Latest Success in Governor's Comprehensive "No Student Goes Hungry" Program
Governor Andrew M. Cuomo today announced all schools in New York State have adopted plans to end "meal shaming" of students who do not have money for lunch. This is the latest success in the Governor's "No Student Goes Hungry" program, which addresses food insecurity by expanding access to free breakfast and farm-fresh foods as well as ensuring all students have access to school meals without fear of shame. The program also includes $1.5 million to expand the successful Farm-to-School program. To date, all required schools have successfully adopted and submitted a plan to the New York State Education Department that will address how they prohibit meal shaming and how meal debt will be communicated to parents while ensuring every student is still provided a meal without humiliation or shame. All school plans have been posted on the schools' websites.
"No child should ever go hungry - especially at school - and students should never be humiliated or denied a well-rounded meal just because they can't pay," Governor Cuomo said. "This significant milestone in our No Student Goes Hungry Program will ensure all children get a healthy meal in school even if they don't have lunch money and provide a supportive learning environment so every student can succeed."
"We're committed to providing students with the nutritious food they need in school with our 'No Student Goes Hungry' program," said Lieutenant Governor Kathy Hochul. "We will not tolerate meal shaming in New York, and school districts across the state have submitted plans to address the issue. We want to ensure that all children have the resources they need to succeed inside and outside the classroom, and this is another step in our efforts to enhance educational opportunities and quality of life for New York families."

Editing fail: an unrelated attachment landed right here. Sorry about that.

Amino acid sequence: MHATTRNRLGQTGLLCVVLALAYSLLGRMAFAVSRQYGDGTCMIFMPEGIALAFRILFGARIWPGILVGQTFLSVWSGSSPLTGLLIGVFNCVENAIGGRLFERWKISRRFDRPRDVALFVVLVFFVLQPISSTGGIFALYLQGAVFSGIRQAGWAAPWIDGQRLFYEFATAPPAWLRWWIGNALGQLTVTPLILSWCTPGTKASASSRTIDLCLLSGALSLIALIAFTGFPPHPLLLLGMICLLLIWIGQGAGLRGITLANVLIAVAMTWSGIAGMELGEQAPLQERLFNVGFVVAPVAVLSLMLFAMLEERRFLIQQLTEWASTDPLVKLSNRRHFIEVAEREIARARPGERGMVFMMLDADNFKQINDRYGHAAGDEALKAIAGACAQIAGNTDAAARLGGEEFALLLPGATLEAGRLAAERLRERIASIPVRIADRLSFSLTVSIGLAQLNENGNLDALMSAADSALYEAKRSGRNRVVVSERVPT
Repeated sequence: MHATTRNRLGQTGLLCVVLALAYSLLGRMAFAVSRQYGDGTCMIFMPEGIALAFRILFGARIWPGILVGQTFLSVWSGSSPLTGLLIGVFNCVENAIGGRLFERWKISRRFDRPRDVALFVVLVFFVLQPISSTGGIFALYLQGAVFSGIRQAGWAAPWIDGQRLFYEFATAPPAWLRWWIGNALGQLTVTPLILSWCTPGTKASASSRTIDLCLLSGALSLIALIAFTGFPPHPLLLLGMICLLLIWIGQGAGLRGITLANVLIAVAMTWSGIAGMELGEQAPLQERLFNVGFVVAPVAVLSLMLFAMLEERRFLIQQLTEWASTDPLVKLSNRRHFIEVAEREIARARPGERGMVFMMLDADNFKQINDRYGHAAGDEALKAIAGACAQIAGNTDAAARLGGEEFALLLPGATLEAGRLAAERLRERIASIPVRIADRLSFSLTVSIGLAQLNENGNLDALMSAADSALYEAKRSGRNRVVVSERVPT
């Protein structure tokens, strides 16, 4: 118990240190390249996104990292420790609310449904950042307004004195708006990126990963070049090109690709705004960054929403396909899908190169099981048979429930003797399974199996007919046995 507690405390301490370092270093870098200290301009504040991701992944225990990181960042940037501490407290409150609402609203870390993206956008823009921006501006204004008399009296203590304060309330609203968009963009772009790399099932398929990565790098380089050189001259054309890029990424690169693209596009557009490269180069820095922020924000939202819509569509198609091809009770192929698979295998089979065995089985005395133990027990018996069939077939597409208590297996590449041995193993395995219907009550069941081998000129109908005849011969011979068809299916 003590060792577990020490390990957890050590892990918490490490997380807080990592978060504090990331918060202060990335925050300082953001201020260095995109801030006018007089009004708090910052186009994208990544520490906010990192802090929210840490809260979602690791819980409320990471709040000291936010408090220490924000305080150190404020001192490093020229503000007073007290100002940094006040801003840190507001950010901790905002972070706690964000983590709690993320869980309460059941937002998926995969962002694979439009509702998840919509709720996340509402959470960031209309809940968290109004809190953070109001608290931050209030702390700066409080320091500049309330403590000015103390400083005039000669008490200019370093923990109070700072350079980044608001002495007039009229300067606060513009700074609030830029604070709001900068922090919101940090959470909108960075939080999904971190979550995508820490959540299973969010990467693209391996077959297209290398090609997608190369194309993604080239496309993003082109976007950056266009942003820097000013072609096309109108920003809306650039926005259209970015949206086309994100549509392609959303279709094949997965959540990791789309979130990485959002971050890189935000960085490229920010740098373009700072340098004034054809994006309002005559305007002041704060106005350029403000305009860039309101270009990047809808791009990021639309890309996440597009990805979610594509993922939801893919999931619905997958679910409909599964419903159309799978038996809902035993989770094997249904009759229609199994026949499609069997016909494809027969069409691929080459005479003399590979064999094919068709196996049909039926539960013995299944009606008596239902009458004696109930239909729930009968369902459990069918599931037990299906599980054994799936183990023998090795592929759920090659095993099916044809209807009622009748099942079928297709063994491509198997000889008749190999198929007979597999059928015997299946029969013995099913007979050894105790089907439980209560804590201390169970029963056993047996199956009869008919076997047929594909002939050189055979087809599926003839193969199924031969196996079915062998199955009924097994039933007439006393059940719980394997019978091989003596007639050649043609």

Meal shaming is a disgraceful practice in some schools where children are publicly humiliated in front of their peers by adults for not having money for lunch. In many cases, these students are forced to wear a sticker or bracelet, or have their name called over the loud speaker. In other cases, these students are given alternative, lesser quality lunches, such as a cold cheese sandwich, when other students get hot lunches. In examples from other states, some children are simply being denied food if they cannot pay.
The Governor's 2018-2019 budget amended the New York State Education Law to require all public, non-public and charter schools that require students to pay for a school meal to develop a written plan to ensure that a student with unpaid meal charges is not denied a meal or treated differently than a student who does not have unpaid school meal charges. The schools were required to submit their completed Prohibition Against Meal Shaming plans to the New York State Education Department. Schools and districts already participating in programs that provide free meals to all students, such as the Community Eligibility Provision, were not required to submit plans.